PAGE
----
Why is it that e-mail borne
viruses are so effective? Is it because they are incredibly clever? Are
they created by master programmers with unearthly knowledge and skills?
The answer is a resounding no. The reason is, unfortunately, because people
are incredibly stupid (maybe careless is more appropriate)! I believe
that many of these are created to see just how gullible computer users
and the public in general still are. The creator sits back in their basement
computer cave snickering at what a bunch of losers that they
are forced to share the world and deal with.
I'm sorry to possibly insult
you and your intelligence but lets face the facts here. We hear the same
thing from people who have been infected time after time.
got this e-mail so I opened it. It had this attachment with it so I clicked
on it (and fed it to the computer) nothing happend when I clicked on the
attachment, so I did this 38 more times trying to get it to do something.
How was I supposed to know whether it was OK to open a message or an attachment
(and feed it to the computer), I'm not a computer expert"
Lets look at things a little
differently, imagine that someone that you have never heard of before
named xlYqR7822@hotmail.com comes into your office. They are carrying
a package with them and they demand that you open the package and consume
the contents of this package. Would you do this? Those who answered yes
please register as a contestant for the Darwin
awards. Yet when an e-mail comes in, from an unknown, with a package
(an attachment), telling you to feed it to your computer, you feel compelled
to do it. What ARE you thinking, this is absolutely STUPID! You deserve
the virus (not really, nobody does), but you might need to register at
the Darwin site.
Let's try one that's a little
more difficult. Someone who looks just like someone you know comes into
your office carrying a package. They demand that you open the package
and consume the contents. Would you do this? If you answered yes to this
one you need to visit the Darwin
Realistically, are you expecting
any package from someone? If a package just showed up on my home doorstep
and I was not expecting it I would be very careful, even if it said that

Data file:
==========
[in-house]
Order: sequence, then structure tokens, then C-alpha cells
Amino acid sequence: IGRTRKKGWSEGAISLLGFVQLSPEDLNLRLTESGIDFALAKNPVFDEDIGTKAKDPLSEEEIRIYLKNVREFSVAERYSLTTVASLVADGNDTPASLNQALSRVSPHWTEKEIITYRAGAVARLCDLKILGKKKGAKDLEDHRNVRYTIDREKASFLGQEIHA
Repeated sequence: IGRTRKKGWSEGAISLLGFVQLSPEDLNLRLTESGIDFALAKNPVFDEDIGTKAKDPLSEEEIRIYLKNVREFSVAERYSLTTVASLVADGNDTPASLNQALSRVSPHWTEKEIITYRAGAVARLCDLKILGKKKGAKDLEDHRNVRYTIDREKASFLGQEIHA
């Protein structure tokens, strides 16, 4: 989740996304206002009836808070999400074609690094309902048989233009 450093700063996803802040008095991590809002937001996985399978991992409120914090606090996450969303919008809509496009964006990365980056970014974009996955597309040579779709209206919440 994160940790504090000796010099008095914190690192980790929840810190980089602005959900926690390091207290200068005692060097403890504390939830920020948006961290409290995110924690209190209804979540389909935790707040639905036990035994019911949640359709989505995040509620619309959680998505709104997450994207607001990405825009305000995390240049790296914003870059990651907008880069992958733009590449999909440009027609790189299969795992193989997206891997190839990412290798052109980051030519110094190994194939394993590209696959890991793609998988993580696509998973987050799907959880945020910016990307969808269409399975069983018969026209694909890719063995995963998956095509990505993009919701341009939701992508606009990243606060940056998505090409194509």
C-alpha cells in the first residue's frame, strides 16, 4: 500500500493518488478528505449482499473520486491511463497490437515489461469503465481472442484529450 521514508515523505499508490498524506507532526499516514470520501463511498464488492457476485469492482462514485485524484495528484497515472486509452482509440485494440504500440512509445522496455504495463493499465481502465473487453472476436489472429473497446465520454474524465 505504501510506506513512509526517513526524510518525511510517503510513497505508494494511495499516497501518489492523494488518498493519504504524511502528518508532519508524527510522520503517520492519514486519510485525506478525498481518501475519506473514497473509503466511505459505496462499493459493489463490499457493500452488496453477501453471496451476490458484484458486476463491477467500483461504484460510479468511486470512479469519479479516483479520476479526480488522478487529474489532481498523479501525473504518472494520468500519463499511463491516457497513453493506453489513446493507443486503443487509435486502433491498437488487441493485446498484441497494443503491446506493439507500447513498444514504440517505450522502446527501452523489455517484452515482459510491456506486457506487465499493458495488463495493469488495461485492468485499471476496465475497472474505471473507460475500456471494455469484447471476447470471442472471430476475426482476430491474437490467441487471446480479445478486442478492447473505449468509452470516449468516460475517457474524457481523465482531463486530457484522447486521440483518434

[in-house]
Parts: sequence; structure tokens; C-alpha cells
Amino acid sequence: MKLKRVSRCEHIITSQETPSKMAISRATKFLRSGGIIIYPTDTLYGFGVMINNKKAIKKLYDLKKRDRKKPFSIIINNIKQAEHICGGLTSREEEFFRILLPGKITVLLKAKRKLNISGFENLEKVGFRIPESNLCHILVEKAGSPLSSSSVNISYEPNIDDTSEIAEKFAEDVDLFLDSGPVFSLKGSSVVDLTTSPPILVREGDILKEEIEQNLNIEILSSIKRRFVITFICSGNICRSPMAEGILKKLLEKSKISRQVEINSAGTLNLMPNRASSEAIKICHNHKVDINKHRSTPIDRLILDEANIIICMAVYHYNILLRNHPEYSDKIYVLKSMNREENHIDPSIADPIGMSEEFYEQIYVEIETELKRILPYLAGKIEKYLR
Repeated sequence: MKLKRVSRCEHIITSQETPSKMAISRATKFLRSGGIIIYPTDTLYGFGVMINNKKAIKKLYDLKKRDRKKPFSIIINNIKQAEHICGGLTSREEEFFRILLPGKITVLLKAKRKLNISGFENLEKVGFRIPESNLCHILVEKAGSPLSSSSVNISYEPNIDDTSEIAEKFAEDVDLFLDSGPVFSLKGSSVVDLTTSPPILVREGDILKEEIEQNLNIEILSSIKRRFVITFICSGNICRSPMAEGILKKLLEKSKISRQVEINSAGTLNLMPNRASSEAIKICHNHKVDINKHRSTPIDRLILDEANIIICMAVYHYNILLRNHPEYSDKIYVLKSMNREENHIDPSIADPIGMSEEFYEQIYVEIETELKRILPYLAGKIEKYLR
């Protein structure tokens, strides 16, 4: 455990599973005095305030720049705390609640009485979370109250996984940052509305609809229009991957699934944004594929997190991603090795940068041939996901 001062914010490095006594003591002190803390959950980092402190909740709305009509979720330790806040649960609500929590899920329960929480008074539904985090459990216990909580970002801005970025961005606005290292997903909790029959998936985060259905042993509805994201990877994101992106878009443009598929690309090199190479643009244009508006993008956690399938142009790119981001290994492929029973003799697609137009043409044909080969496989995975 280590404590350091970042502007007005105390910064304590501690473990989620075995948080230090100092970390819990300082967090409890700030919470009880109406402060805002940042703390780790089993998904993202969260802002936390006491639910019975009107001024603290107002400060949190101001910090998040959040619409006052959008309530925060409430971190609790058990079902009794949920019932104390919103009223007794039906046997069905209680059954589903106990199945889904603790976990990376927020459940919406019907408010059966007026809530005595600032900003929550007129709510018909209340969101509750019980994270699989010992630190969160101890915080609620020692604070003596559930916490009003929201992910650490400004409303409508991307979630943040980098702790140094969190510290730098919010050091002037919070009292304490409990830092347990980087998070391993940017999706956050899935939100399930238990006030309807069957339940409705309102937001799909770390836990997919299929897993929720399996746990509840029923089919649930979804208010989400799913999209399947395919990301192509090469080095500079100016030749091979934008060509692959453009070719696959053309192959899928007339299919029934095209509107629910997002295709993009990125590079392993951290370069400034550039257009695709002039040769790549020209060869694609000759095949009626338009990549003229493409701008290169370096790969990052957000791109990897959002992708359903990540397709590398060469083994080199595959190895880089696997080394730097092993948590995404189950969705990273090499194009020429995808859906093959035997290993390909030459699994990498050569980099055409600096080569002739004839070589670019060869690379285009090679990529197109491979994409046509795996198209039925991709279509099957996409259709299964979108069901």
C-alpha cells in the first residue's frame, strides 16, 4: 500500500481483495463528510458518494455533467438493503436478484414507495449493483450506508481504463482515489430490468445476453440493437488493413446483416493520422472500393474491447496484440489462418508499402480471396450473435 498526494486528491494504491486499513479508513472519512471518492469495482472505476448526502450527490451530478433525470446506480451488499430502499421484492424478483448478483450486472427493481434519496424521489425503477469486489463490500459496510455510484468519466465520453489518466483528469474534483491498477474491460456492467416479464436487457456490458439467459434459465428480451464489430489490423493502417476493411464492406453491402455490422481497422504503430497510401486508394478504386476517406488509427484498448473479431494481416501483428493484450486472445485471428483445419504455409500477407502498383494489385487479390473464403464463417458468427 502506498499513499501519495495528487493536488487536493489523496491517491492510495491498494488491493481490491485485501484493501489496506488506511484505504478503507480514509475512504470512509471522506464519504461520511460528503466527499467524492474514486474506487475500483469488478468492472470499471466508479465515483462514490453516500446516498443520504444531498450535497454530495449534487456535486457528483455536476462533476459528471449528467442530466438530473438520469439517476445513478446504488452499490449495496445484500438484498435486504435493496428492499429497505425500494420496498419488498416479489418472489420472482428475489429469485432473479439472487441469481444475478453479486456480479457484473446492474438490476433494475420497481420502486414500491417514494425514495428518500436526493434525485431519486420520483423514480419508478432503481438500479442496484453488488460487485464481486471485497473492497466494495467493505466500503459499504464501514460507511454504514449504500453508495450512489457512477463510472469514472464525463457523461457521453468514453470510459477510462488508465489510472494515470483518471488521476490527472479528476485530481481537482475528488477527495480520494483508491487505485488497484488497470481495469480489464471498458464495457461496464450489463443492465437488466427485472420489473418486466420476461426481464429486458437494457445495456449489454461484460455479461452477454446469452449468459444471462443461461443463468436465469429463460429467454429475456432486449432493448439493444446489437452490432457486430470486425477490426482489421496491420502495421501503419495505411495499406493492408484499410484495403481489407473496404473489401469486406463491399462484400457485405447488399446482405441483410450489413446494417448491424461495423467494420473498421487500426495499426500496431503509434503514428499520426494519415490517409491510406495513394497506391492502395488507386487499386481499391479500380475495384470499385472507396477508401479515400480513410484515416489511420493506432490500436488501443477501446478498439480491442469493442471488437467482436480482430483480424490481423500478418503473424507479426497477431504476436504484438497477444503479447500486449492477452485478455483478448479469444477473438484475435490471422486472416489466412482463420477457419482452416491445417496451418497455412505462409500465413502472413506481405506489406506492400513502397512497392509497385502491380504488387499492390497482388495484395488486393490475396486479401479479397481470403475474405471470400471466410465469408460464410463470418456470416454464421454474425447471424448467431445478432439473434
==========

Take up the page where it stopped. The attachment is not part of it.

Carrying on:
it came from the president (or my mom). Actually, if it said that it came
from the president I would know it was a hoax. If it said that it came
from my mom, I would call her and say "mom, you sent me a package
- how nice of you". If she had no idea what I was talking about,
and did not have Alzheimer's, I would become EXTREMELY suspicious of the
package (THAT I HAD NOT YET OPENED!).
If someone comes to my door
at 11:37pm wearing a green uniform, announcing that they are delivering
for United Parcel Service
and they are carrying a package, do I open the door? Let them into my
home? Open the package? Consume the contents? Yes?
Let's reason this one out. The delivery company does not make house calls
at that time, the delivery company's standard is a different color, and
I am NOT expecting a package! This delivery does not carry the earmarks
of legitimacy with it. In all likelihood this package will not be something
that I want. Do you see where we are going with this?
Some types of packages (e-mail
attachments) are programs that are designed to perform instructions on
your computer system. Like, delete all files on the computer hard disk
and display a message asking if the person has registered for the Darwin
awards yet. Is there REALLY any reason that you should be receiving
an e-mail that contains a program?
ECS provides hosting
plans that enable you to make sure that e-mail attachments that
appear to be programs do not enter your office. We also offer e-mail
scanning at the mail server making sure that infected e-mail's never
get to your office in the first place.
Just using a little common
sense when it comes to e-mail will go a long way in preventing the spread
of e-mail borne viruses. Check to see if the message has the appearance
of coming from an expected source. Find out if the message has a package
(attachment) with it. If it does have a package did you verify that the
person really sent it (before opening it). Does the message carry the
earmarks of legitimacy? Is there any reason that I would want to receive
a program, from anyone, in the form of an e-mail.
Next time an e-mail comes in
you will be much better prepared for the potential problems that can happen
with e-mail that has attachments and the potential for viruses. If you
still haven't learned anything there's always the Darwin